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Lawyer, client hit for $25K sanctions

A restaurant owner and his lawyer have been sanctioned nearly $25,000 by a Rockingham County Circuit judge for filing a suit so vague that the court did not know what relief was requested against which defendants.

The award may be a record for the area, according to several lawyers, though it represented only one-half of the defendants’ attorney’s fees.

The case is Dove v. Dayton Town Council (VLW 096-8-182), with an opinion by Judge Porter R. Graves Jr.

The lead defense counsel, Donald D. Litten of Harrisonburg, who represented the town of Dayton, explained that the restaurant owner’s problems began when the town started considering whether to rezone his business property as residential. The town was conducting a comprehensive rezoning, Litten said.

But the restaurant owner “claimed people were conspiring against him to put him out of business,” Litten said.

He added that the town ultimately decided not to rezone the restaurant owner’s property.

But the plaintiff sued 30 or 31 defendants in chancery, seeking injunctions: Among other things, he wanted to stop the town council from discussing his business.

The various defendants included members of the town council individually, the town attorney, the planning commission, the police department and a newspaper reporter who had written articles about the zoning dispute, Litten said.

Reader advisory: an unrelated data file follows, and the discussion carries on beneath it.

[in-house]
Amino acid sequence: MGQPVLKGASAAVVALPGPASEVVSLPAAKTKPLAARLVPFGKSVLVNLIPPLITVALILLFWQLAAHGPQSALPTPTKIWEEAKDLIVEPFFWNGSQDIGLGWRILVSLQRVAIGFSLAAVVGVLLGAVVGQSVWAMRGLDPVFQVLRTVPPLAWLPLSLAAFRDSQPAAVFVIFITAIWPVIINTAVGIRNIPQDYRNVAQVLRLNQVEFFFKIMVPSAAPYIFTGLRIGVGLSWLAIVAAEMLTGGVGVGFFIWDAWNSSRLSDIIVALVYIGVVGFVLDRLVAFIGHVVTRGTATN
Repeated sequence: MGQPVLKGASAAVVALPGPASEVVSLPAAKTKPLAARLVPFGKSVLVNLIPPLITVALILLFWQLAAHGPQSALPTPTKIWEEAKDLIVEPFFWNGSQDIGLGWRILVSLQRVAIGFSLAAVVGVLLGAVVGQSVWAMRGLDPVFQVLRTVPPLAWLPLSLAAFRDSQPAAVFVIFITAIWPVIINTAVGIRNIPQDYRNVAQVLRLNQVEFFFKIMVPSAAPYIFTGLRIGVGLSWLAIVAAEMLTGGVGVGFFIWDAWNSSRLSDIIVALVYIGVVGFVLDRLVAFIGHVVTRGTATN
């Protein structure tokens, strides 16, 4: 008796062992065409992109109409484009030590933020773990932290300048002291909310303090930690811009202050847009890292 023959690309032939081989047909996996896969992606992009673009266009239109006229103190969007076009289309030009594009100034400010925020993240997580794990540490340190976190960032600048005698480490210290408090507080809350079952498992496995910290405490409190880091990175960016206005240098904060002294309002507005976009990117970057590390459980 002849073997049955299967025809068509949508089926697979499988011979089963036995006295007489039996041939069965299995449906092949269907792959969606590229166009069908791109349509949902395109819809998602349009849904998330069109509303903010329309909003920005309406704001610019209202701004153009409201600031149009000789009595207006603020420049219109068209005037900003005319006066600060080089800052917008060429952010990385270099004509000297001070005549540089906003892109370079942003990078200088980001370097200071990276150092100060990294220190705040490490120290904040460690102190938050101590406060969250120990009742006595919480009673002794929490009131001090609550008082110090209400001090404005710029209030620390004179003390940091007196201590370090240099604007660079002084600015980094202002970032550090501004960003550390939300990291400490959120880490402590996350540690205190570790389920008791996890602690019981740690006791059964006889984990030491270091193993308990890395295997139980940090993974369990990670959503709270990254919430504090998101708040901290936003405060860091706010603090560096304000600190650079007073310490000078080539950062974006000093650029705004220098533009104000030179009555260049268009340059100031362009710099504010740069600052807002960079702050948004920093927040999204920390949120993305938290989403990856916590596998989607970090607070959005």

The judge granted defendants’ demurrer and gave plaintiff leave to amend his bill of complaint to provide greater specificity.

The plaintiff responded by filing an original motion for judgment at law, rather than an amended bill of complaint in equity, according to co-counsel for the town and an attorney for other defendants, Steven M. Blatt of Harrisonburg. Yet the plaintiff continued to seek injunctive relief.

This error in refiling the complaint may have been one of the plaintiff’s most egregious, Blatt said.

Far-flung pleadings

Assessing sanctions, the court noted that even if the bill had been “confessed” and the defendant raised no defense, the court would not know what to decree.

While the purpose of pleadings is to clarify what the litigation concerns, “the bill of complaint in the present case had a completely adverse effect. The more I read it, the more confused I became,” Graves wrote.

The judge also commented that “counsel is always best advised to do research before suit is filed,” rather than offering to research a point when the judge asks for authority.

The judge considered the fees accumulated thus far for services rendered by 11 different attorneys, which totalled $49,641.98. Finding the fees reasonable, the judge awarded 50 percent of them to the defendants as sanctions.

The sanctions are to be paid 60 percent by the plaintiff and 40 percent by his lawyer, Charles A. Fincher of Leesburg.

As a basis for the sanctions, the judge relied on both Virginia Code § 8.01-271.1, which applies to general litigation, and § 18.2-500, which speaks directly to civil conspiracy allegations.

Blatt indicated that the sanctions award, to his knowledge, was the largest ever given in that circuit and perhaps in that region of the state.

The attorney representing the lawyer at the sanctions hearing, James A. Klenkar of Winchester, could not be reached for comment.

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